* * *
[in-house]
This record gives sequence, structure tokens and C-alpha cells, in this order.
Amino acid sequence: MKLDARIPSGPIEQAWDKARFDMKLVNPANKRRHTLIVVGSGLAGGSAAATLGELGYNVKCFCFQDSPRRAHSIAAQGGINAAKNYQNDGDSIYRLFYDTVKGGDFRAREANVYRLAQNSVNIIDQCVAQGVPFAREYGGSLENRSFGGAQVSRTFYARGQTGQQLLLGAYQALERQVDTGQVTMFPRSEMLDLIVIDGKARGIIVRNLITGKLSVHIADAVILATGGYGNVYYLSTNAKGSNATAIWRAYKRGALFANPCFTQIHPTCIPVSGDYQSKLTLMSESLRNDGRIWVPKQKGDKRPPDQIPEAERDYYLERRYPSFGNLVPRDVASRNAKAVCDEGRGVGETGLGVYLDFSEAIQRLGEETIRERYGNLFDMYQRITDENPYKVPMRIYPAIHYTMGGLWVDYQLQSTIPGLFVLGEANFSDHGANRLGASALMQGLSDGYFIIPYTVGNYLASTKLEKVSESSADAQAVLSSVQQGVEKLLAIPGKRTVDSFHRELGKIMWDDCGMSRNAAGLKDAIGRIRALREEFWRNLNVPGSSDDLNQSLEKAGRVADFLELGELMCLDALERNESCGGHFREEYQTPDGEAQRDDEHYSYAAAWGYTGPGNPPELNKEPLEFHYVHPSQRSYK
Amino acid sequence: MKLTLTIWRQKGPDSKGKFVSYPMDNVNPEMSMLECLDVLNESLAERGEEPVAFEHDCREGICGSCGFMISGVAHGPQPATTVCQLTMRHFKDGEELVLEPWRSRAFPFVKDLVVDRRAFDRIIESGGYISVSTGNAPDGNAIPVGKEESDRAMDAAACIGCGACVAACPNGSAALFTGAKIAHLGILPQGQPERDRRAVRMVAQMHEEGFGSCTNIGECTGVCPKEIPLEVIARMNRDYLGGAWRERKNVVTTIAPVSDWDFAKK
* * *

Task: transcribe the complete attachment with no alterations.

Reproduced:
[in-house]
This record gives sequence, structure tokens and C-alpha cells, in this order.
Amino acid sequence: MKLDARIPSGPIEQAWDKARFDMKLVNPANKRRHTLIVVGSGLAGGSAAATLGELGYNVKCFCFQDSPRRAHSIAAQGGINAAKNYQNDGDSIYRLFYDTVKGGDFRAREANVYRLAQNSVNIIDQCVAQGVPFAREYGGSLENRSFGGAQVSRTFYARGQTGQQLLLGAYQALERQVDTGQVTMFPRSEMLDLIVIDGKARGIIVRNLITGKLSVHIADAVILATGGYGNVYYLSTNAKGSNATAIWRAYKRGALFANPCFTQIHPTCIPVSGDYQSKLTLMSESLRNDGRIWVPKQKGDKRPPDQIPEAERDYYLERRYPSFGNLVPRDVASRNAKAVCDEGRGVGETGLGVYLDFSEAIQRLGEETIRERYGNLFDMYQRITDENPYKVPMRIYPAIHYTMGGLWVDYQLQSTIPGLFVLGEANFSDHGANRLGASALMQGLSDGYFIIPYTVGNYLASTKLEKVSESSADAQAVLSSVQQGVEKLLAIPGKRTVDSFHRELGKIMWDDCGMSRNAAGLKDAIGRIRALREEFWRNLNVPGSSDDLNQSLEKAGRVADFLELGELMCLDALERNESCGGHFREEYQTPDGEAQRDDEHYSYAAAWGYTGPGNPPELNKEPLEFHYVHPSQRSYK
Amino acid sequence: MKLTLTIWRQKGPDSKGKFVSYPMDNVNPEMSMLECLDVLNESLAERGEEPVAFEHDCREGICGSCGFMISGVAHGPQPATTVCQLTMRHFKDGEELVLEPWRSRAFPFVKDLVVDRRAFDRIIESGGYISVSTGNAPDGNAIPVGKEESDRAMDAAACIGCGACVAACPNGSAALFTGAKIAHLGILPQGQPERDRRAVRMVAQMHEEGFGSCTNIGECTGVCPKEIPLEVIARMNRDYLGGAWRERKNVVTTIAPVSDWDFAKK